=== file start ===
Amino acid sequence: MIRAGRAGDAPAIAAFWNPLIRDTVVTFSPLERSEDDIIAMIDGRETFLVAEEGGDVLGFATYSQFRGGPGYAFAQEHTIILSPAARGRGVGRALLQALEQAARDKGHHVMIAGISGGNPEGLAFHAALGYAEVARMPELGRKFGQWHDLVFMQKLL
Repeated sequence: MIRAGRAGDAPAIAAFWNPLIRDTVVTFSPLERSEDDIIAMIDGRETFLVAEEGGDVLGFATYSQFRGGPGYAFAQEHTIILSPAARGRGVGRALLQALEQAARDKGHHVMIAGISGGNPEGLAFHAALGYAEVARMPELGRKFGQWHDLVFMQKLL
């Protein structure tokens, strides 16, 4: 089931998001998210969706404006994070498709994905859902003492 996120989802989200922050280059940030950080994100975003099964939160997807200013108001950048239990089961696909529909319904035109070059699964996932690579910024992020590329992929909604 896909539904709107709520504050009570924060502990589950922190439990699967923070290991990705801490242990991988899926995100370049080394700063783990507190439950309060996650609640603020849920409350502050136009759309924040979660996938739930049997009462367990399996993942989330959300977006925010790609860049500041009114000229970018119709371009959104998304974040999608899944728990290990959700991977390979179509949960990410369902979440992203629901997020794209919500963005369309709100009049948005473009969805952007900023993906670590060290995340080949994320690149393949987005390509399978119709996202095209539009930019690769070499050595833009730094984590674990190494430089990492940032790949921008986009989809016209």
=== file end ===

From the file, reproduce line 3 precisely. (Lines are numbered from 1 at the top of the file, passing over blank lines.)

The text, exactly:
């Protein structure tokens, strides 16, 4: 089931998001998210969706404006994070498709994905859902003492 996120989802989200922050280059940030950080994100975003099964939160997807200013108001950048239990089961696909529909319904035109070059699964996932690579910024992020590329992929909604 896909539904709107709520504050009570924060502990589950922190439990699967923070290991990705801490242990991988899926995100370049080394700063783990507190439950309060996650609640603020849920409350502050136009759309924040979660996938739930049997009462367990399996993942989330959300977006925010790609860049500041009114000229970018119709371009959104998304974040999608899944728990290990959700991977390979179509949960990410369902979440992203629901997020794209919500963005369309709100009049948005473009969805952007900023993906670590060290995340080949994320690149393949987005390509399978119709996202095209539009930019690769070499050595833009730094984590674990190494430089990492940032790949921008986009989809016209």